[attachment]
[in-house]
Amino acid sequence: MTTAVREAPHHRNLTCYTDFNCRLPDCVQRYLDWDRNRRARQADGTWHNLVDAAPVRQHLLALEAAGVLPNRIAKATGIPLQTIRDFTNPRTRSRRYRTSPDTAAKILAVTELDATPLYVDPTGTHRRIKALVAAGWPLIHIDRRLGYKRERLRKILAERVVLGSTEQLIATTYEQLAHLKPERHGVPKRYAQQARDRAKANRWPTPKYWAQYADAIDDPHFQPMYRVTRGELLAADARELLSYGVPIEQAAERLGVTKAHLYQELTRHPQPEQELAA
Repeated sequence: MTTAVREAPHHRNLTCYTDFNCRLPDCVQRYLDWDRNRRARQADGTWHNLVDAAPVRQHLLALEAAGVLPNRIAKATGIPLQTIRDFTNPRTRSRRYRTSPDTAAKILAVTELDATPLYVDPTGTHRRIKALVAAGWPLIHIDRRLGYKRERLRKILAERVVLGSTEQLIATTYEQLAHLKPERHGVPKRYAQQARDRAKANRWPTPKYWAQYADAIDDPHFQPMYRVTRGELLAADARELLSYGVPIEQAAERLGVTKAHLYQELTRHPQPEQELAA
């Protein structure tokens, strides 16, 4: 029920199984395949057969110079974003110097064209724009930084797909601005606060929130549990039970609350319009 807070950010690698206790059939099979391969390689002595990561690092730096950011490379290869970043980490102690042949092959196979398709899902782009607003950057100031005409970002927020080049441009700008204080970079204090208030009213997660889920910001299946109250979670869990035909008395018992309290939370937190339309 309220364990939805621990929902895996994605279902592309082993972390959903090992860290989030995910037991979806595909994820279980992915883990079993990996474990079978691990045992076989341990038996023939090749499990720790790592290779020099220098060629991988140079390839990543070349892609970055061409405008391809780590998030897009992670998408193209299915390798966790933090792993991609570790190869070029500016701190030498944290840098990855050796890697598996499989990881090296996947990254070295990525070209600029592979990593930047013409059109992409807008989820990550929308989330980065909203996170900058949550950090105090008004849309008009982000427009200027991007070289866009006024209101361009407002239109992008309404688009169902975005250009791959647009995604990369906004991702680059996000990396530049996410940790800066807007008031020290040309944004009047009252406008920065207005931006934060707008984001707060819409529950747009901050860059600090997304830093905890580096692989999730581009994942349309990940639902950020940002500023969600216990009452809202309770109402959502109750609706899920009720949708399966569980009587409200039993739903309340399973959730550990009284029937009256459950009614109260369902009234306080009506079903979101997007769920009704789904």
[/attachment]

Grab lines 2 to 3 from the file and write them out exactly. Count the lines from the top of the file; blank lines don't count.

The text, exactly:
Amino acid sequence: MTTAVREAPHHRNLTCYTDFNCRLPDCVQRYLDWDRNRRARQADGTWHNLVDAAPVRQHLLALEAAGVLPNRIAKATGIPLQTIRDFTNPRTRSRRYRTSPDTAAKILAVTELDATPLYVDPTGTHRRIKALVAAGWPLIHIDRRLGYKRERLRKILAERVVLGSTEQLIATTYEQLAHLKPERHGVPKRYAQQARDRAKANRWPTPKYWAQYADAIDDPHFQPMYRVTRGELLAADARELLSYGVPIEQAAERLGVTKAHLYQELTRHPQPEQELAA
Repeated sequence: MTTAVREAPHHRNLTCYTDFNCRLPDCVQRYLDWDRNRRARQADGTWHNLVDAAPVRQHLLALEAAGVLPNRIAKATGIPLQTIRDFTNPRTRSRRYRTSPDTAAKILAVTELDATPLYVDPTGTHRRIKALVAAGWPLIHIDRRLGYKRERLRKILAERVVLGSTEQLIATTYEQLAHLKPERHGVPKRYAQQARDRAKANRWPTPKYWAQYADAIDDPHFQPMYRVTRGELLAADARELLSYGVPIEQAAERLGVTKAHLYQELTRHPQPEQELAA